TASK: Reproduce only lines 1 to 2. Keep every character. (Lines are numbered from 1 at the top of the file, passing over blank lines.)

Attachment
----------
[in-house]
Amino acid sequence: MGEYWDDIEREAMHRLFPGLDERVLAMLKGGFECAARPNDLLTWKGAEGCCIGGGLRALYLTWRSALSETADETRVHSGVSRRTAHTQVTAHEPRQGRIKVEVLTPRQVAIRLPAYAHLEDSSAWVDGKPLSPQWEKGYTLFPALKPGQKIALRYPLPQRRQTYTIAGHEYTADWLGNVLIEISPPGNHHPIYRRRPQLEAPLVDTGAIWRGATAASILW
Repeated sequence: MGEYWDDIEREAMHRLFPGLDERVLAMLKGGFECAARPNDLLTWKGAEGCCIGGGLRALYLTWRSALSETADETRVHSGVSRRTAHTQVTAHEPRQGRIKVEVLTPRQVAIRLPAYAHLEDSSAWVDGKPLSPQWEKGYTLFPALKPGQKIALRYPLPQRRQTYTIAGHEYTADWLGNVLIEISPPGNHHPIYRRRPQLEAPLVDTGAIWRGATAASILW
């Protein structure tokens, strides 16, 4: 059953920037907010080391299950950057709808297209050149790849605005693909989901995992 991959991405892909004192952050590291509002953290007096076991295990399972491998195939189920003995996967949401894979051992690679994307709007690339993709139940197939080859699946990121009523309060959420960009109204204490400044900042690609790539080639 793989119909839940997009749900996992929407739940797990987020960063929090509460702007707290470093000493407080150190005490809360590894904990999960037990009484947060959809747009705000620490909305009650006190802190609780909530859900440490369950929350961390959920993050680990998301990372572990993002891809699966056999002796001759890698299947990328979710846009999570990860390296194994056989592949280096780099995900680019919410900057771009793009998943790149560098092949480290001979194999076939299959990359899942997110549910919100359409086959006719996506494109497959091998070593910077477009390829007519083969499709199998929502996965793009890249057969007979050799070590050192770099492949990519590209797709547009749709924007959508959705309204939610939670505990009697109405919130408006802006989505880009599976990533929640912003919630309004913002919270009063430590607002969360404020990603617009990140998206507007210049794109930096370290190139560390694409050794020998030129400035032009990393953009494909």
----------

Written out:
[in-house]
Amino acid sequence: MGEYWDDIEREAMHRLFPGLDERVLAMLKGGFECAARPNDLLTWKGAEGCCIGGGLRALYLTWRSALSETADETRVHSGVSRRTAHTQVTAHEPRQGRIKVEVLTPRQVAIRLPAYAHLEDSSAWVDGKPLSPQWEKGYTLFPALKPGQKIALRYPLPQRRQTYTIAGHEYTADWLGNVLIEISPPGNHHPIYRRRPQLEAPLVDTGAIWRGATAASILW